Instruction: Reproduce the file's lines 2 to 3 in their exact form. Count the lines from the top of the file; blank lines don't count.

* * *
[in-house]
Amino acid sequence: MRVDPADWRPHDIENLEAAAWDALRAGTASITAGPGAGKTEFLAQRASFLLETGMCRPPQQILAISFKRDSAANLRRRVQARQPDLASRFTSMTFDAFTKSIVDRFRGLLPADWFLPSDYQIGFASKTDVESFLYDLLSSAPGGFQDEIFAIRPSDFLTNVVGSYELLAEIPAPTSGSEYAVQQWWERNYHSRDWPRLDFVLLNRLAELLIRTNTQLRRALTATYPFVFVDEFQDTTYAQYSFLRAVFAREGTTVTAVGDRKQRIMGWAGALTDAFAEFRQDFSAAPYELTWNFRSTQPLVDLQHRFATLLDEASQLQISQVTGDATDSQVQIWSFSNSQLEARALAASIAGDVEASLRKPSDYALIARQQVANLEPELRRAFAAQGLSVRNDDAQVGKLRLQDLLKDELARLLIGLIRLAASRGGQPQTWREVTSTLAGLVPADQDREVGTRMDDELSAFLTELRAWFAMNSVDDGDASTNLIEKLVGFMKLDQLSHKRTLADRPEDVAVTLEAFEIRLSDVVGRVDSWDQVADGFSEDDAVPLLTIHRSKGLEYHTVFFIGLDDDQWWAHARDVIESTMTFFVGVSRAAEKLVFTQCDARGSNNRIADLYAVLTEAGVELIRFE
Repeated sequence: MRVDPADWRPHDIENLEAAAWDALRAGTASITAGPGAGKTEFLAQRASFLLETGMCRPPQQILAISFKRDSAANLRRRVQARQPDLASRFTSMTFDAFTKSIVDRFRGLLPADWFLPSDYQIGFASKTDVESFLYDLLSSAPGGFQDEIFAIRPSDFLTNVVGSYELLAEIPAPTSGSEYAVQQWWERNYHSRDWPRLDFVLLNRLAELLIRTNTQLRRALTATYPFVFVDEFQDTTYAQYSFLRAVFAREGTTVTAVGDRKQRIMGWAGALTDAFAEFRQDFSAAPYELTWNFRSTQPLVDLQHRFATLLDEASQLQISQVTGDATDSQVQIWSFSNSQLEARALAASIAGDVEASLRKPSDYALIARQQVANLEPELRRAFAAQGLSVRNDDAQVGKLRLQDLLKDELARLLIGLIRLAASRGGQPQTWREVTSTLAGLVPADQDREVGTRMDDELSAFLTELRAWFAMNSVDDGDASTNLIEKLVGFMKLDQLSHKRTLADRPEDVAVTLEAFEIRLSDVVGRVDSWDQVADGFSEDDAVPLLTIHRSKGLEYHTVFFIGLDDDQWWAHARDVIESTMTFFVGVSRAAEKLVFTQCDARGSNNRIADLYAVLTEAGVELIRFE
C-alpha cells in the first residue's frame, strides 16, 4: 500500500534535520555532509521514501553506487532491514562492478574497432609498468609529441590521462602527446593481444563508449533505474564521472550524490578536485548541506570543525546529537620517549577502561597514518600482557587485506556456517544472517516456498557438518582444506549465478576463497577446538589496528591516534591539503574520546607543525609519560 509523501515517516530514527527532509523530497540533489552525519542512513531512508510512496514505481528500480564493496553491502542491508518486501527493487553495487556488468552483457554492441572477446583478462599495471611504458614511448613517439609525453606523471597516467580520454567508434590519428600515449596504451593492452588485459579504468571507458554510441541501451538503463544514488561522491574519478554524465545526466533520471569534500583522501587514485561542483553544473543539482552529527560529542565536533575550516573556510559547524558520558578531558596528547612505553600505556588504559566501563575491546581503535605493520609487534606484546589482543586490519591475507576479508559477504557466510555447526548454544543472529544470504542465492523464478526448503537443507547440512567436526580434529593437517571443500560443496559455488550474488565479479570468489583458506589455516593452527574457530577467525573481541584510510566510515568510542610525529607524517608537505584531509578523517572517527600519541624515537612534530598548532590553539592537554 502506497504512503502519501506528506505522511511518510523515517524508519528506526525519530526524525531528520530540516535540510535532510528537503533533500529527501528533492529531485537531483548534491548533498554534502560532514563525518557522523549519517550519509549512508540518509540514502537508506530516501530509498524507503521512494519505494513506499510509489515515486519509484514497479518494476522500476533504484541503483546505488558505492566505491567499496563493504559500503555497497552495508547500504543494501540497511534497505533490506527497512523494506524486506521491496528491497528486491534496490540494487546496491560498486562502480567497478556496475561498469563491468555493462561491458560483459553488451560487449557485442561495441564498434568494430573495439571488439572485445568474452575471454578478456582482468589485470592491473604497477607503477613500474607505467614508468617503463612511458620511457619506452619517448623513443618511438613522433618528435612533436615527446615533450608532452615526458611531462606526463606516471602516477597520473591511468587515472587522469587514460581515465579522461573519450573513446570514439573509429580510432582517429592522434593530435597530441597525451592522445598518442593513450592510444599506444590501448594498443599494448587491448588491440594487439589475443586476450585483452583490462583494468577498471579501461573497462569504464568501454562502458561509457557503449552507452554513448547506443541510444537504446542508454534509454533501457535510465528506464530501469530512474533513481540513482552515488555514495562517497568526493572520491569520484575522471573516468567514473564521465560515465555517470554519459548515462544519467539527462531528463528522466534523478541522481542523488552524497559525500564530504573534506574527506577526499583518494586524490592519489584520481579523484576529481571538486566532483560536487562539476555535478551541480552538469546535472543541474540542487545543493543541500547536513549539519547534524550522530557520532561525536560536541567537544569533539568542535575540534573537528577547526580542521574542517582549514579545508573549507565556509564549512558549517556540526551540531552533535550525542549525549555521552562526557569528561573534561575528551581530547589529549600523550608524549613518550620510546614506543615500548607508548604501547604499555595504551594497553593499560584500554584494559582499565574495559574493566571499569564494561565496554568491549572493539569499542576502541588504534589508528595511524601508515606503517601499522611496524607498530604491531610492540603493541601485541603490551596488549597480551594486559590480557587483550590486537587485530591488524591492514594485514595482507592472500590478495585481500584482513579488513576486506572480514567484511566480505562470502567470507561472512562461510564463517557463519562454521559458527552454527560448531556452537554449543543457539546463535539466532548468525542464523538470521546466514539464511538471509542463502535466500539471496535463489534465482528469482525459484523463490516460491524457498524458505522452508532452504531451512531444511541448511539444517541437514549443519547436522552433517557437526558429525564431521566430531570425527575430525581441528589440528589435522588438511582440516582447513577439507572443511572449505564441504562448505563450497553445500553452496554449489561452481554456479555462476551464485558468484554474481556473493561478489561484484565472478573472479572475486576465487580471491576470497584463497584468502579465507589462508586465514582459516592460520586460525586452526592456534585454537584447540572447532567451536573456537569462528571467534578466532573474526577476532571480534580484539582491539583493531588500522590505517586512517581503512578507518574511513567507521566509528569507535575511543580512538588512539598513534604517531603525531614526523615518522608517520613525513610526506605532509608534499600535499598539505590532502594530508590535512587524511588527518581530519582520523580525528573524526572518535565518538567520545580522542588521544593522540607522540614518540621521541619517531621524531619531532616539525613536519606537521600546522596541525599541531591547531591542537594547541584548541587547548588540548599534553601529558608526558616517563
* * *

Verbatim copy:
Amino acid sequence: MRVDPADWRPHDIENLEAAAWDALRAGTASITAGPGAGKTEFLAQRASFLLETGMCRPPQQILAISFKRDSAANLRRRVQARQPDLASRFTSMTFDAFTKSIVDRFRGLLPADWFLPSDYQIGFASKTDVESFLYDLLSSAPGGFQDEIFAIRPSDFLTNVVGSYELLAEIPAPTSGSEYAVQQWWERNYHSRDWPRLDFVLLNRLAELLIRTNTQLRRALTATYPFVFVDEFQDTTYAQYSFLRAVFAREGTTVTAVGDRKQRIMGWAGALTDAFAEFRQDFSAAPYELTWNFRSTQPLVDLQHRFATLLDEASQLQISQVTGDATDSQVQIWSFSNSQLEARALAASIAGDVEASLRKPSDYALIARQQVANLEPELRRAFAAQGLSVRNDDAQVGKLRLQDLLKDELARLLIGLIRLAASRGGQPQTWREVTSTLAGLVPADQDREVGTRMDDELSAFLTELRAWFAMNSVDDGDASTNLIEKLVGFMKLDQLSHKRTLADRPEDVAVTLEAFEIRLSDVVGRVDSWDQVADGFSEDDAVPLLTIHRSKGLEYHTVFFIGLDDDQWWAHARDVIESTMTFFVGVSRAAEKLVFTQCDARGSNNRIADLYAVLTEAGVELIRFE
Repeated sequence: MRVDPADWRPHDIENLEAAAWDALRAGTASITAGPGAGKTEFLAQRASFLLETGMCRPPQQILAISFKRDSAANLRRRVQARQPDLASRFTSMTFDAFTKSIVDRFRGLLPADWFLPSDYQIGFASKTDVESFLYDLLSSAPGGFQDEIFAIRPSDFLTNVVGSYELLAEIPAPTSGSEYAVQQWWERNYHSRDWPRLDFVLLNRLAELLIRTNTQLRRALTATYPFVFVDEFQDTTYAQYSFLRAVFAREGTTVTAVGDRKQRIMGWAGALTDAFAEFRQDFSAAPYELTWNFRSTQPLVDLQHRFATLLDEASQLQISQVTGDATDSQVQIWSFSNSQLEARALAASIAGDVEASLRKPSDYALIARQQVANLEPELRRAFAAQGLSVRNDDAQVGKLRLQDLLKDELARLLIGLIRLAASRGGQPQTWREVTSTLAGLVPADQDREVGTRMDDELSAFLTELRAWFAMNSVDDGDASTNLIEKLVGFMKLDQLSHKRTLADRPEDVAVTLEAFEIRLSDVVGRVDSWDQVADGFSEDDAVPLLTIHRSKGLEYHTVFFIGLDDDQWWAHARDVIESTMTFFVGVSRAAEKLVFTQCDARGSNNRIADLYAVLTEAGVELIRFE